Today is the last day of school and while I know there a lot of parents that dread the start of summer vacation, I happen to love being a stay-at-home-mom in the summer. Sure, I'll miss having a couple hours to myself everyday to be able to swear out loud and I won't have uninterrupted time to sit on my ass, eat chips, paint my nails and occasionally work out, but I will gladly trade these things in for the knowledge that, at least for a couple months, the main things I worry about are getting the kids to tennis lessons on time, whether or not it's okay to grill hot dogs three nights in a row, and if we should have happy hour on the deck or in the driveway.
As my kids get older, the school year has definitely become more time consuming. For example, Zoe's last few days of kindergarten revolved around eating cookies, hanging out on the playground, a party, an art project and singing songs. Charlie's a sixth grader and his second week of June included a phy-ed sports day, a full-day field trip, and an end-of-year party that lasted five hours (the other hour and-a-half was taken up with lunch and recess). On the other hand, Zach's last few days as an eighth grader consisted of finals, last-minute projects being handed in and several hours of homework. So while it seems that Zoe and Charlie's summer vacations started a week ago, I've been impatiently waiting for Zach's summer to start since the beginning of April because honestly, the kid needs a break. Oh, and I need one too, from:
- The weekly notes that come home advising me that a child in ____'s classroom has strept throat, influenza, pink eye, or my all-time favorite: ring worm.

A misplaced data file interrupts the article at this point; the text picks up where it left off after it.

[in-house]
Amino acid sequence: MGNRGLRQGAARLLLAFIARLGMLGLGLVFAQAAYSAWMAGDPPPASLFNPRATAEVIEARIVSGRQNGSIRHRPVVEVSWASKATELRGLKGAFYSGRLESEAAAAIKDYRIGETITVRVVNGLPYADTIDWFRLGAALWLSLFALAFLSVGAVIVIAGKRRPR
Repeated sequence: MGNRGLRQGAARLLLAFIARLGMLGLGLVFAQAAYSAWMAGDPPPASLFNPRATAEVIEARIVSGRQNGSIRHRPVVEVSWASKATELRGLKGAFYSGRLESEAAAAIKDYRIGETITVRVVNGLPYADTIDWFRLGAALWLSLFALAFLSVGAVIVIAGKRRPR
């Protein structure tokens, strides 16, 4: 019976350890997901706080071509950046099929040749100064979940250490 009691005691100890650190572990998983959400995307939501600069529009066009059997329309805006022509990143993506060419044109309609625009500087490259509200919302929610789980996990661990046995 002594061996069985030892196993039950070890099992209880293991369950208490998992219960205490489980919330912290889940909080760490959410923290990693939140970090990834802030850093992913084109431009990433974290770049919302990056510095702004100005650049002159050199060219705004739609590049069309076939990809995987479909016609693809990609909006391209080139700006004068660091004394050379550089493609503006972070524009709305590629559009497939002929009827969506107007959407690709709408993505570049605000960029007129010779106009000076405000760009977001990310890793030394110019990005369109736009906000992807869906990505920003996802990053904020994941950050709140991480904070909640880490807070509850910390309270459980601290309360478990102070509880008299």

- Wednesday Envelopes, the communication system that the elementary school uses to send home fundraiser notices, lunch menus, science camp opportunities, registration info for sports, PTO updates and the school newsletter. In other words, the majority of the Wednesday Envelope contents gets chucked directly into the recycling bin.
- The non-stop requests for money to cover the costs for art projects, field trips, class parties, school pictures, athletic fees, and t-shirts.
- Asking "Do you have your snack?" every morning and "How much homework do you have?" every afternoon.
- Getting the following emails: A) Kindergarten is looking for a couple mommies to volunteer; B) According to our records, ____ has a low lunch account balance, so please deposit money at your earliest convenience, like NOW; and C) Kindergarten REALLY needs a couple mommies with some free time that can volunteer.
- Finding out that a kid needs two styrofoam cubes, a bag of marbles, three pieces of brown felt and some maracas -- yesterday.
- Hearing the drama about "so and so said she won't be my friend if I'm friends with Suzie but I like Suzie so why can't I be friends with her that just seems weird and sorta mean," from a kindergartner.
- Huge science projects, group science projects, and the other 15 science projects.
- School drop-off and pick-up and dealing the fact that carpool is apparently defined as "Jody drives."
- Driving to after-school rehearsals for orchestra, before-school rehearsals for choir, and attending three evening concerts for each.
I know that occasionally there will be small reminders of the school year during the summer, like when I use a coupon out of the Happenings Book that I bought for a fundraiser in September or wrap a gift using the paper I bought for the fundraiser in October. And even though retailers are cruel enough to start back-to-school sales at the beginning of August, I love knowing that during the summer months, my kid-related responsibilities are pretty much defined by tennis lessons, swimming at the club, packing a cooler with sandwiches and when I should reapply sunscreen. Of course there will still be laundry to do, a house to clean, a lawn to mow and errands to run, but fortunately there are also popsicles to eat, a sprinkler to run through, burgers to grill and a park to be played on.
Oh, and there's also that fridge full of beer to drink.